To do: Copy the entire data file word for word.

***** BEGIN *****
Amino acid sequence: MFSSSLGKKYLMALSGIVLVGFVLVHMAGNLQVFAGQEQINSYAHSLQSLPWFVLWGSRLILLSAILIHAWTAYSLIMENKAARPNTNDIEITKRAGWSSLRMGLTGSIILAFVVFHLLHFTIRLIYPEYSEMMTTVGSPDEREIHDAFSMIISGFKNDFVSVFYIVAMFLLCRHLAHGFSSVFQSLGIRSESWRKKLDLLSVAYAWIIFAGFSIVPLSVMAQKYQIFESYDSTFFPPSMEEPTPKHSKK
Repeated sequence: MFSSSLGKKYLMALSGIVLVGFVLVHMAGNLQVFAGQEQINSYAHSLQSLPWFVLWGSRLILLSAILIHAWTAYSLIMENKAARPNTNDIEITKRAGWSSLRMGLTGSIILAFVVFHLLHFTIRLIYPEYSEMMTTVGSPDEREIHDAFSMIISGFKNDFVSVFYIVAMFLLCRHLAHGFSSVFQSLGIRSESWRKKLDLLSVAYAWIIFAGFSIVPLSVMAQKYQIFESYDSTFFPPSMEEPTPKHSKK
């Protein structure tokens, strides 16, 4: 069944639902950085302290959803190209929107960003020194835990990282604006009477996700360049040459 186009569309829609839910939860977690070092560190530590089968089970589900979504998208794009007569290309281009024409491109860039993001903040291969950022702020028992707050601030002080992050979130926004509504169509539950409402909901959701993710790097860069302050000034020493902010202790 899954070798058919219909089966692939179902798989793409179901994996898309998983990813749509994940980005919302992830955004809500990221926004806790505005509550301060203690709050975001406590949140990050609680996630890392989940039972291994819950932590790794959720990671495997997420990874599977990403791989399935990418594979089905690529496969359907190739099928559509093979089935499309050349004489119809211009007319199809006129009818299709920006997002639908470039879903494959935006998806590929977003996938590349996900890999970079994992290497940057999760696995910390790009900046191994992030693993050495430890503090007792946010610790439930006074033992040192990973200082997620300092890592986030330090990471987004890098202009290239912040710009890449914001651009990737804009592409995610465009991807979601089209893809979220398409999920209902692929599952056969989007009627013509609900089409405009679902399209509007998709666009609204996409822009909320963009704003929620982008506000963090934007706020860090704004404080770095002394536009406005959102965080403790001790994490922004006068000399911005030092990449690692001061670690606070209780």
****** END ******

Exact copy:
Amino acid sequence: MFSSSLGKKYLMALSGIVLVGFVLVHMAGNLQVFAGQEQINSYAHSLQSLPWFVLWGSRLILLSAILIHAWTAYSLIMENKAARPNTNDIEITKRAGWSSLRMGLTGSIILAFVVFHLLHFTIRLIYPEYSEMMTTVGSPDEREIHDAFSMIISGFKNDFVSVFYIVAMFLLCRHLAHGFSSVFQSLGIRSESWRKKLDLLSVAYAWIIFAGFSIVPLSVMAQKYQIFESYDSTFFPPSMEEPTPKHSKK
Repeated sequence: MFSSSLGKKYLMALSGIVLVGFVLVHMAGNLQVFAGQEQINSYAHSLQSLPWFVLWGSRLILLSAILIHAWTAYSLIMENKAARPNTNDIEITKRAGWSSLRMGLTGSIILAFVVFHLLHFTIRLIYPEYSEMMTTVGSPDEREIHDAFSMIISGFKNDFVSVFYIVAMFLLCRHLAHGFSSVFQSLGIRSESWRKKLDLLSVAYAWIIFAGFSIVPLSVMAQKYQIFESYDSTFFPPSMEEPTPKHSKK
């Protein structure tokens, strides 16, 4: 069944639902950085302290959803190209929107960003020194835990990282604006009477996700360049040459 186009569309829609839910939860977690070092560190530590089968089970589900979504998208794009007569290309281009024409491109860039993001903040291969950022702020028992707050601030002080992050979130926004509504169509539950409402909901959701993710790097860069302050000034020493902010202790 899954070798058919219909089966692939179902798989793409179901994996898309998983990813749509994940980005919302992830955004809500990221926004806790505005509550301060203690709050975001406590949140990050609680996630890392989940039972291994819950932590790794959720990671495997997420990874599977990403791989399935990418594979089905690529496969359907190739099928559509093979089935499309050349004489119809211009007319199809006129009818299709920006997002639908470039879903494959935006998806590929977003996938590349996900890999970079994992290497940057999760696995910390790009900046191994992030693993050495430890503090007792946010610790439930006074033992040192990973200082997620300092890592986030330090990471987004890098202009290239912040710009890449914001651009990737804009592409995610465009991807979601089209893809979220398409999920209902692929599952056969989007009627013509609900089409405009679902399209509007998709666009609204996409822009909320963009704003929620982008506000963090934007706020860090704004404080770095002394536009406005959102965080403790001790994490922004006068000399911005030092990449690692001061670690606070209780």